I have been working on a project for a book where the yarn quantities will be quoted in yards and metres and not balls. This is to enable the knitter to use any yarn they wish provided that the tension is the same. In the spirit of the project, I bought four balls of branded DK complete with ball bands from a charity shop and a cone of unbranded (without ball band) yarn from another charity shop. "That's OK," I thought. I can work out the number of stitches in the project, then work a sample or two to find out the length needed for so many stitches and work back. Then add on extras for the ends when casting on and changing colours, sewing up, etc.
Both yarns fortunately knitted to the same tension. The branded balls were OK for calculating the length used as the weight and yardage were on the ball band.
Um. Measuring the coned yarn was not as easy as I thought. Even knowing the weight used was no good without the weight-per-length. We have an old wooden yardstick so I duly measured a length of coned yarn, the same length of the branded yarn, and the same lengths of other yarns with the same ball band tensions. The same lengths of all these yarns knitted up to different numbers of stitches. The yarns had all been measured 'relaxed', without allowing for the stretch and tension control when knitting.
Next step was to knit a known number of stitches with each yarn and then measure the yarn used. When the yarn was measured 'relaxed' and when measured 'taut' (that is, to the full extent of its elasticity) the lengths for the number of stitches per yard changed considerbaly for some and not so for others. However, the number of stitches per yard for the 'taut' measurement were similar for each yarn used.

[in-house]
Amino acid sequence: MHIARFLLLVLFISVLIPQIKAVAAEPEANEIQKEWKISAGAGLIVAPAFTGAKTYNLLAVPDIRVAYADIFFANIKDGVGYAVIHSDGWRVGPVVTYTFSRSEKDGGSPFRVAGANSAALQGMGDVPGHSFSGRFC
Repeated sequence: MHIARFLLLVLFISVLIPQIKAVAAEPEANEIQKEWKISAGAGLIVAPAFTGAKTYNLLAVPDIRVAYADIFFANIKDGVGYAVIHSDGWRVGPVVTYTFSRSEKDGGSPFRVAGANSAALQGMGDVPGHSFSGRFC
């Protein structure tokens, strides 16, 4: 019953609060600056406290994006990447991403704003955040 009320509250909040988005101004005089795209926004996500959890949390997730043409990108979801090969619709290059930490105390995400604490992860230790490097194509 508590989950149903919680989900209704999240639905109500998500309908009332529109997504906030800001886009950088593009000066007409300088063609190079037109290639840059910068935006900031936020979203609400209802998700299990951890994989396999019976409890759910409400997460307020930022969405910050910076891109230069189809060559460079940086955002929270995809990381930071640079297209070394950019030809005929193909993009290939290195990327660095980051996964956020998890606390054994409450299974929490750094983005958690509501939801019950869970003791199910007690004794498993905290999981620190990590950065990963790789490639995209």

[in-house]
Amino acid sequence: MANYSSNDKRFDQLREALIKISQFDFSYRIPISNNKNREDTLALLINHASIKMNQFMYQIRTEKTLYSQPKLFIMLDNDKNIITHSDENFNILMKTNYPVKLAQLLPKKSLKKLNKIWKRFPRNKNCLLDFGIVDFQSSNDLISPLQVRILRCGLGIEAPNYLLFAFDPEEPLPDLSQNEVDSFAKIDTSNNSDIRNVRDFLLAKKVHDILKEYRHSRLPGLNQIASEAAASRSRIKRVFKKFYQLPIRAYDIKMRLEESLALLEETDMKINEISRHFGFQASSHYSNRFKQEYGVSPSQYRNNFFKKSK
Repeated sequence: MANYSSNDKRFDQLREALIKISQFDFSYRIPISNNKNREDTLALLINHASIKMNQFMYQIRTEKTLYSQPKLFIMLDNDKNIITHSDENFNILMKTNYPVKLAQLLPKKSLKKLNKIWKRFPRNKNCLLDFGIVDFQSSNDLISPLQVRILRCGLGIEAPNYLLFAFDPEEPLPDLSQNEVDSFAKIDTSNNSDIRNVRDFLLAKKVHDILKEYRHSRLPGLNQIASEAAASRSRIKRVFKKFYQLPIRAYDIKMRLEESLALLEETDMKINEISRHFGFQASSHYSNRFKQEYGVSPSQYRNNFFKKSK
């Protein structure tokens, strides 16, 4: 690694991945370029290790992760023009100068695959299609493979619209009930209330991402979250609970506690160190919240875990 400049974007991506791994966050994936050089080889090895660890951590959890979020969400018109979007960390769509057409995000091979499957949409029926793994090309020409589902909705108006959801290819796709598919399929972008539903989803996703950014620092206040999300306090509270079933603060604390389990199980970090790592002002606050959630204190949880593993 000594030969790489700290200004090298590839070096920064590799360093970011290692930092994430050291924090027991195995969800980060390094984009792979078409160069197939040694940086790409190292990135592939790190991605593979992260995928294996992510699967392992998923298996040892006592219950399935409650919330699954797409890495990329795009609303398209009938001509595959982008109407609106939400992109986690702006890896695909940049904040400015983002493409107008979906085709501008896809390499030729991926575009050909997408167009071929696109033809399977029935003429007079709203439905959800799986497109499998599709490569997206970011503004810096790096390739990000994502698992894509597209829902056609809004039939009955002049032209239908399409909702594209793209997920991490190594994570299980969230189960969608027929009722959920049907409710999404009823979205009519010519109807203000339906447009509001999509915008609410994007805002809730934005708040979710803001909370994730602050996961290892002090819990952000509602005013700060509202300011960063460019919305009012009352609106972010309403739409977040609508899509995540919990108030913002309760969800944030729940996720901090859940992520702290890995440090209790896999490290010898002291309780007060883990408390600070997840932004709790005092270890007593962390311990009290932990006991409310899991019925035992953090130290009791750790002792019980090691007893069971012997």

I spent many hours on the internet trying to find how to measure yarns (relaxed, taut, whatever) when the yardage is not given on a ball band but without success. I asked on Ravelry but without the answer (yet). Answers did include what I would have done anyway, revert to the weighing the product of a known number of stitches and calculating the length from the ball band info. (But my point is that the ball band info wasn't there!)
Anyway, I have come to the conclusion, rightly or wrongly, that the yarns should be measured taut. If measured relaxed the different elasticity of the different yarns is not taken into account. In the meantime I am knitting up samples of different yarns with the same ball band tension and the known weight per yard calculated from the ball band, and checking that the number of stitches per yard are the same. I'll keep you updated.
One wonders how other knitters measure their yarn.
If you have any knowledge, comments, etc to pass on about this then do please tell.